Last week was Mario Day. Mario is considered to be the most famous video game character in the world and has appeared in over 200 video games. No wonder he has a day dedicated to him! Nintendo really nailed it when they decided to have Mario as their mascot, he is now considered the ‘face of video games’ which leads me to the main point of this post – do mascots really help improve your brand?
In most cases the answer to this is yes. Straying away from video games a lot of products nowadays such as paint manufacturers, energy suppliers and even comparison websites have well known recognisable mascots to help boost sales and build a recognisable brand, for example:
Both of these companies where very clever when deciding on which mascot to choose and please their target audience. Comparethemarket.com’s use of meerkats made the whole UK fall in love with the little mammals and the energy cell better known as ‘Zingy’. People feel like they can relate more to these products making the brand more approachable and encouraging interaction in the outside world. However you have the bad cases too, for example:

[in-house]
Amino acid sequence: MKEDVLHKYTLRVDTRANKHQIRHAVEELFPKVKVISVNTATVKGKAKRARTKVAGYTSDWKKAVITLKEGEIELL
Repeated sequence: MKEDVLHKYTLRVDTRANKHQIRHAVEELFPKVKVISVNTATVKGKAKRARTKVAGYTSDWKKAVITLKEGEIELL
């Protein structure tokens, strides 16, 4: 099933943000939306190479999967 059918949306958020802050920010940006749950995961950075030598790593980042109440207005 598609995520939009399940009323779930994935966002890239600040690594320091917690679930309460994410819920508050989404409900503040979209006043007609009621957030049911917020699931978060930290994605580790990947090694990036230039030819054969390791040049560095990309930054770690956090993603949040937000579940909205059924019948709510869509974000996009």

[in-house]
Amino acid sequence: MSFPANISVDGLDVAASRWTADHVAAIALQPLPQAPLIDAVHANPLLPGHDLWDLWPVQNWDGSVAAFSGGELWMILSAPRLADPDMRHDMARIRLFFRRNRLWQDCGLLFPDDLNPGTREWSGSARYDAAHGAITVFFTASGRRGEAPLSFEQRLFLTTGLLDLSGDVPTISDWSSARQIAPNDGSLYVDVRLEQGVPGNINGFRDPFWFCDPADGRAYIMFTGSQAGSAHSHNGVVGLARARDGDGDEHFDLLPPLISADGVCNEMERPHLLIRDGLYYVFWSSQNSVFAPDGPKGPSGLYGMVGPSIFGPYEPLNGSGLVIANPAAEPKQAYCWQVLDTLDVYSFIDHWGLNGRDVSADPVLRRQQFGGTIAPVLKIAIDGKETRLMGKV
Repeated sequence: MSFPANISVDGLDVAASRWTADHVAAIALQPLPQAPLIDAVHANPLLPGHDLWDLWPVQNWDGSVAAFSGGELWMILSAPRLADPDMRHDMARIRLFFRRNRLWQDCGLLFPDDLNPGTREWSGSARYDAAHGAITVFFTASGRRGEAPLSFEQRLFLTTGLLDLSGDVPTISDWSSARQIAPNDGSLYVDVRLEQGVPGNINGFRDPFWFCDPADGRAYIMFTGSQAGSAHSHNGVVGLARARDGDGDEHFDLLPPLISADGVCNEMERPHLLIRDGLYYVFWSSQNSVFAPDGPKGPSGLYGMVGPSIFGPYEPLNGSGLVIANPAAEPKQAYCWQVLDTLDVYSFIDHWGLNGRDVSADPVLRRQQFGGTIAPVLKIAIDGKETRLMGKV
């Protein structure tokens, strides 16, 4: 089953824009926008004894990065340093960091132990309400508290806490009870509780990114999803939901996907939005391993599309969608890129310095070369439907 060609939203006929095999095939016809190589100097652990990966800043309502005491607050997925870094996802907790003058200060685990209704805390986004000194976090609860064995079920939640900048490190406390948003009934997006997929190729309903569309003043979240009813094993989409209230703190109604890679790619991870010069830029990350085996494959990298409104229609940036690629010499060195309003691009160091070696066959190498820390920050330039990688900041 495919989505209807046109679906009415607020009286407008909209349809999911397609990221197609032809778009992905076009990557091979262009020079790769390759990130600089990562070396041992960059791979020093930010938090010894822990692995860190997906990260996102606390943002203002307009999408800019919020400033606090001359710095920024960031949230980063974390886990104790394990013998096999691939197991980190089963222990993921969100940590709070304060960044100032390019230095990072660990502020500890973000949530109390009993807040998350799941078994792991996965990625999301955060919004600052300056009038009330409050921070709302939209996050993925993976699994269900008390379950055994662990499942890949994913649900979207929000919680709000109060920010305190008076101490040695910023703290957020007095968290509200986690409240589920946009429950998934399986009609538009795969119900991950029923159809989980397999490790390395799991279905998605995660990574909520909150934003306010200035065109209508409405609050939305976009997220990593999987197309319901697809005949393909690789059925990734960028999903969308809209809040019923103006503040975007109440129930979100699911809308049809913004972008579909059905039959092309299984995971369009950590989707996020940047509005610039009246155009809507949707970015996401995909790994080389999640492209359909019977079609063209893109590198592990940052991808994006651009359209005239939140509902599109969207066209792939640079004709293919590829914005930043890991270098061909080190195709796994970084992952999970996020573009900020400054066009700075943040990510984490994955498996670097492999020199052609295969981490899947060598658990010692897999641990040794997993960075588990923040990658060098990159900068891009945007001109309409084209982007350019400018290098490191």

This guy wouldn’t necessarily be classed as mascots however he represented Safe-style UK in adverts and is well known for being rather loud and annoying, however this may not be such a bad thing as Safestyle UK’s advert was the talk of the town with people repeating ‘you buy one then you get one free’.
In terms of charity mascots, Pudsey bear would be one of the first thrown out there for representing Children in Need.
A lot of charities tend to use celebrity endorsements rather than a dedicated mascot, which is a very good idea as you can keep up with the trends. People relate with the celebrities and you can get guaranteed coverage for your brand.
I think both mascots and endorsements are brilliant ideas to make your brand different, approachable and give your audience something to talk about. Do it right and you could make your brand iconic, do it wrong and you could have this!